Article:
scratch-mark

Lamb Shanks Sous Vide

Well, what do you think of this dish I made a couple of nights ago?

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Click on the image for hi-res

Well, lamb shanks are one of my favorites and I usually braise them. This time, sous vide and they were perhaps the best ever. Only, I didn’t make them, only reheated them. Turns out my parents-in-law had a package on hand, made by Cuisine Solutions in the freezer. My first thought was ‘oh, pre-prepared, packaged food; bet theres a list of ingredients 4″ long, mostly unpronounceable.’ Then I looked more closely. First clue was it was cooked sous vide, is individually packaged, and all you need to is reheat (I defrosted by cold water immersion a few hours).

LAMB SHANK, TOMATOES, PORTOBELLO MUSHROOMS, CABERNET SAUVIGNON WINE, WATER, BEEF BROTH CONCENTRATE (beef broth, salt), SHALLOTS, GARLIC, RICE STARCH, VEGETABLE OIL (canola oil, extra virgin olive oil), XANTHAN GUM, OREGANO LEAVES.

Not too bad at all. For reheating once defrosted, I brought a pot of water to a boil, turned off the heat, waited a few minutes, then put in the pouches and covered for about an hour. About half way through. I made some mashed potatoes. It’s completely silly to not enjoy this on a bed of slightly buttered, salted, and peppered mashed potatoes.

They have a whole bunch of sous vide foods, and they’re available at Costco, BJ’s, Wegmans and Whole Foods. Enjoy. They’re fantastic.

Richard Nikoley

I'm Richard Nikoley. Free The Animal began in 2003 and as of 2021, contains 5,000 posts. I blog what I wish...from health, diet, and food to travel and lifestyle; to politics, social antagonism, expat-living location and time independent—while you sleep—income. I celebrate the audacity and hubris to live by your own exclusive authority and take your own chances. Read More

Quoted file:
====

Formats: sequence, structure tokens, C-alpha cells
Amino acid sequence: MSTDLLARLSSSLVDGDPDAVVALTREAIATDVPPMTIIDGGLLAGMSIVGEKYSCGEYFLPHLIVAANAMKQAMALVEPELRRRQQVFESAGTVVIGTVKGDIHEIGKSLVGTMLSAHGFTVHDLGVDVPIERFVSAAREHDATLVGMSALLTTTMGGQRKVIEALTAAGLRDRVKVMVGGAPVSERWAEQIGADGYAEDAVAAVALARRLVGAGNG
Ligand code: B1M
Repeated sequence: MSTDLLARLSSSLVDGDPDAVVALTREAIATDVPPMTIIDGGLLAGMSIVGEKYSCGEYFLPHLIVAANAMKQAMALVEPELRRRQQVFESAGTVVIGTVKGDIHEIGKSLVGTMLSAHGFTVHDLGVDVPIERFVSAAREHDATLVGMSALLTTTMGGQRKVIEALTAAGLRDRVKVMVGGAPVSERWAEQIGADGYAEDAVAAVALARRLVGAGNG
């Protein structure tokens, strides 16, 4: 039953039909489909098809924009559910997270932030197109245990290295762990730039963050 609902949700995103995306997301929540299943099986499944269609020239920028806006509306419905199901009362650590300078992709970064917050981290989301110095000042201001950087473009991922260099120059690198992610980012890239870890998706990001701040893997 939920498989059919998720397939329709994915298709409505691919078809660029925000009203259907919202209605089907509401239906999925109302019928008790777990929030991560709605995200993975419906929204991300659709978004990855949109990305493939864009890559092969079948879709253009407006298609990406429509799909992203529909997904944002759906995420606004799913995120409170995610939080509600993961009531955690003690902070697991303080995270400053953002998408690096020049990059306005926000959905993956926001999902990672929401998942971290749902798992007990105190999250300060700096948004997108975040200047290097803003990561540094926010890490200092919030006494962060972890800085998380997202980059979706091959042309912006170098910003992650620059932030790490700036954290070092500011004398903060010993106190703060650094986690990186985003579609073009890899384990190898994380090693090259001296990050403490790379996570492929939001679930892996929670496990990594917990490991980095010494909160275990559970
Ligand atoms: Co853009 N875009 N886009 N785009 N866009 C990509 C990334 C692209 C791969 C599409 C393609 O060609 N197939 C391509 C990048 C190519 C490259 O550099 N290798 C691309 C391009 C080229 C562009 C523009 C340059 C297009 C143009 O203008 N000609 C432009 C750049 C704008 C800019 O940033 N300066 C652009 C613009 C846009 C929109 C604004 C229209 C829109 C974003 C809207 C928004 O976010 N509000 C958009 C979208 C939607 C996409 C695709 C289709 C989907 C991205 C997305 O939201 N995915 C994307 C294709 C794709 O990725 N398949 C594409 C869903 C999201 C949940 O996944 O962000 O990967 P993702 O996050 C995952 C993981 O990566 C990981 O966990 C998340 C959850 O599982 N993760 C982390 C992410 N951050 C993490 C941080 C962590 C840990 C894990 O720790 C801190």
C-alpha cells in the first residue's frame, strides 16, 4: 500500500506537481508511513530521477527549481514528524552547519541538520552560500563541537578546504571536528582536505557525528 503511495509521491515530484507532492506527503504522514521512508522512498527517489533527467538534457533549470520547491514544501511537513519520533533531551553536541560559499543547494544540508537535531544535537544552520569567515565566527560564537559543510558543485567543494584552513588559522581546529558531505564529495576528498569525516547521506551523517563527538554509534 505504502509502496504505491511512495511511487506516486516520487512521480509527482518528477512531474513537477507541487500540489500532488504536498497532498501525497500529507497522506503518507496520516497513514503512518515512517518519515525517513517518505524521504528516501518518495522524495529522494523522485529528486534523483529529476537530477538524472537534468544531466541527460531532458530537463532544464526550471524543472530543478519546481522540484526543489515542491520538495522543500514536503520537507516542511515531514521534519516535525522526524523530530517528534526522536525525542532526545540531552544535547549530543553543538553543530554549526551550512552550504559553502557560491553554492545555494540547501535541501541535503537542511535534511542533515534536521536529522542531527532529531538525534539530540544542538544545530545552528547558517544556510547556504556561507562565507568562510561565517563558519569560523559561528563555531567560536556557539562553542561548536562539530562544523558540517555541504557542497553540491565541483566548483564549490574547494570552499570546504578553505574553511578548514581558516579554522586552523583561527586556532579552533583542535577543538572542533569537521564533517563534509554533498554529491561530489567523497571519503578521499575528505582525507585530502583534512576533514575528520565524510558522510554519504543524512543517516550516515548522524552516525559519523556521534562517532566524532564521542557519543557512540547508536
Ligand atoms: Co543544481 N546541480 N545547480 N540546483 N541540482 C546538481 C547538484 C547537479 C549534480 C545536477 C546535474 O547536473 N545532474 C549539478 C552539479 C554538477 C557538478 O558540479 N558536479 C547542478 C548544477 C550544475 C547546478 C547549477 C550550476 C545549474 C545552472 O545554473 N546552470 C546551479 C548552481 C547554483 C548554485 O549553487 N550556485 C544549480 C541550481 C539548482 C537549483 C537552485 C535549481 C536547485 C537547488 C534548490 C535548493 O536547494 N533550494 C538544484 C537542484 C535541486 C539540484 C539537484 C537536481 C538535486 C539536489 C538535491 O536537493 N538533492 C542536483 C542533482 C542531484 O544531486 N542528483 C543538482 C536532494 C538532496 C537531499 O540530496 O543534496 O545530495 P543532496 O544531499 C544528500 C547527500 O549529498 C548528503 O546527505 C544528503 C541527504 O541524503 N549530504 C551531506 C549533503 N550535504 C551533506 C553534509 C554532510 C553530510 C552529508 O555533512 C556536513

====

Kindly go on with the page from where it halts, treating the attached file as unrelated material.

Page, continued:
8 Comments

  1. BigRob on April 8, 2015 at 14:22

    Looks tasty,

    I wouldn’t want to do this all the time. But with the new Sous Vide options coming out for the home cook, this gives me lots of ideas for nutritious freezer foods to be prepped at a moments notice.

  2. Bay Area Sparky on April 9, 2015 at 18:52

    This is bound to cause some un-eadesy-ness.

    🙂

  3. bioking on April 10, 2015 at 02:11

    Since you’re in the business of spruiking products lately, why not try Sission’s new pro-biotic and let us know what you think?

    • Richard Nikoley on April 10, 2015 at 07:38

      I’ve already added it to the Azon store, will place an order soon as I get home in a couple of days, and will try it out. I’m also calling attention to it in a post I’m working on.

      All in all, a good move on Mark’s part would be my initial assessment. There’s a good anecdote in the comment thread from someone who’d been n it for a while, and comparing to his experience with Prescript Assist.

    • John on April 10, 2015 at 08:54

      I’ll probably order some soon. Price is reasonable. It must have been made with knowledge of the “big 3” promoted on this blog. And I’d be supporting Mark. Who knows how long it would have taken me to escape conventional dietary wisdom, had I not googled “saturated fat healthy” on a whim back in 2009 to see if there were differing opinions. MDA was on the first page of results back then.

  4. Lindsey on April 10, 2015 at 12:39

    That looks freakin’ amazing.

  5. Amy on April 13, 2015 at 13:46

    Primal Flora: it’s okay. Nothing earth-shattering. I got more revved up from Prescript Assist. Plus Sacchromyces Boulardii (sp?) tends to constipate me. Other’s mileage may vary.

    I rotate it with other soil-based, just for variety.

    I also get most of what’s in it from other probiotics in my rotation, for whatever that’s worth. I went hog-wild and bought a buttload (pun intended) of stuff a few months ago. Still working my way through it all.

  6. ChocoTaco369 on April 14, 2015 at 09:27

    Anytime I see the words “canola oil” my appetite goes out the window. “Not too bad” compared to most stuff in your grocer’s freezer, but I wouldn’t go for it.

    And the bigger reason, it’s probably American lamb. I. Hate. American. Lamb. It’s gross. Tasteless. Compare corn-force-fed American lamb to the grassfed Australian and/or New Zealand counterpart (which, ironically, is actually less expensive). The meat is usually much larger, light red in color with bright white fat compared to the smaller, burgundy-colored, ever so slightly yellow-tinted fat counterpart. The flavor is unmistakable. American lamb tastes like USDA eye round beef. Flavorless. I like my stinky Australian/NZ lamb!

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